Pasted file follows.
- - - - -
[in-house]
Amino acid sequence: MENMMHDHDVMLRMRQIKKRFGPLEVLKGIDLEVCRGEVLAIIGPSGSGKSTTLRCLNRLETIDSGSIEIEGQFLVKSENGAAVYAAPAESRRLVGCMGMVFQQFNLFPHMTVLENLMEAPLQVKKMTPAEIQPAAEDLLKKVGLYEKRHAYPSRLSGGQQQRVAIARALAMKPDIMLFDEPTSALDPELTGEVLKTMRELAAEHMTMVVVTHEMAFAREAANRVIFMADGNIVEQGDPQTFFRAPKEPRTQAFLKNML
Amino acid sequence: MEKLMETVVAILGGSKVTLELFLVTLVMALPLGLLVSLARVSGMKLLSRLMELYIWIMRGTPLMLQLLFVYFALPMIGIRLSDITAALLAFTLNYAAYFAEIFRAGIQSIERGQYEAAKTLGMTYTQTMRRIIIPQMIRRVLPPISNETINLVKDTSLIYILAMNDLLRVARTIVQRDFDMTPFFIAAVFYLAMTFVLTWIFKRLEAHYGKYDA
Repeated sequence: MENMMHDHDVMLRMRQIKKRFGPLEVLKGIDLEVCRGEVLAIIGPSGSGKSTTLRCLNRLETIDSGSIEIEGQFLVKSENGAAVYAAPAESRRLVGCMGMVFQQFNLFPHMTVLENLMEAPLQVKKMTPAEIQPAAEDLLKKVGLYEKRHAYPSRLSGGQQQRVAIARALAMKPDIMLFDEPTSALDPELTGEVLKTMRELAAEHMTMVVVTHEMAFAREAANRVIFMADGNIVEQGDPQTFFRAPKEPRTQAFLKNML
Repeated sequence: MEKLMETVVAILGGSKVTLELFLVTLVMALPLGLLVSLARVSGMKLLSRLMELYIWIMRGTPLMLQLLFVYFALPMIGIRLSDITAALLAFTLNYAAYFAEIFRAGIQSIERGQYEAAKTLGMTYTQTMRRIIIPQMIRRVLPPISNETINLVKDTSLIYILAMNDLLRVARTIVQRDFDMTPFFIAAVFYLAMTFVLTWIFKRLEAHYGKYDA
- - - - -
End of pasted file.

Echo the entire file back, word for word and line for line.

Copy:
[in-house]
Amino acid sequence: MENMMHDHDVMLRMRQIKKRFGPLEVLKGIDLEVCRGEVLAIIGPSGSGKSTTLRCLNRLETIDSGSIEIEGQFLVKSENGAAVYAAPAESRRLVGCMGMVFQQFNLFPHMTVLENLMEAPLQVKKMTPAEIQPAAEDLLKKVGLYEKRHAYPSRLSGGQQQRVAIARALAMKPDIMLFDEPTSALDPELTGEVLKTMRELAAEHMTMVVVTHEMAFAREAANRVIFMADGNIVEQGDPQTFFRAPKEPRTQAFLKNML
Amino acid sequence: MEKLMETVVAILGGSKVTLELFLVTLVMALPLGLLVSLARVSGMKLLSRLMELYIWIMRGTPLMLQLLFVYFALPMIGIRLSDITAALLAFTLNYAAYFAEIFRAGIQSIERGQYEAAKTLGMTYTQTMRRIIIPQMIRRVLPPISNETINLVKDTSLIYILAMNDLLRVARTIVQRDFDMTPFFIAAVFYLAMTFVLTWIFKRLEAHYGKYDA
Repeated sequence: MENMMHDHDVMLRMRQIKKRFGPLEVLKGIDLEVCRGEVLAIIGPSGSGKSTTLRCLNRLETIDSGSIEIEGQFLVKSENGAAVYAAPAESRRLVGCMGMVFQQFNLFPHMTVLENLMEAPLQVKKMTPAEIQPAAEDLLKKVGLYEKRHAYPSRLSGGQQQRVAIARALAMKPDIMLFDEPTSALDPELTGEVLKTMRELAAEHMTMVVVTHEMAFAREAANRVIFMADGNIVEQGDPQTFFRAPKEPRTQAFLKNML
Repeated sequence: MEKLMETVVAILGGSKVTLELFLVTLVMALPLGLLVSLARVSGMKLLSRLMELYIWIMRGTPLMLQLLFVYFALPMIGIRLSDITAALLAFTLNYAAYFAEIFRAGIQSIERGQYEAAKTLGMTYTQTMRRIIIPQMIRRVLPPISNETINLVKDTSLIYILAMNDLLRVARTIVQRDFDMTPFFIAAVFYLAMTFVLTWIFKRLEAHYGKYDA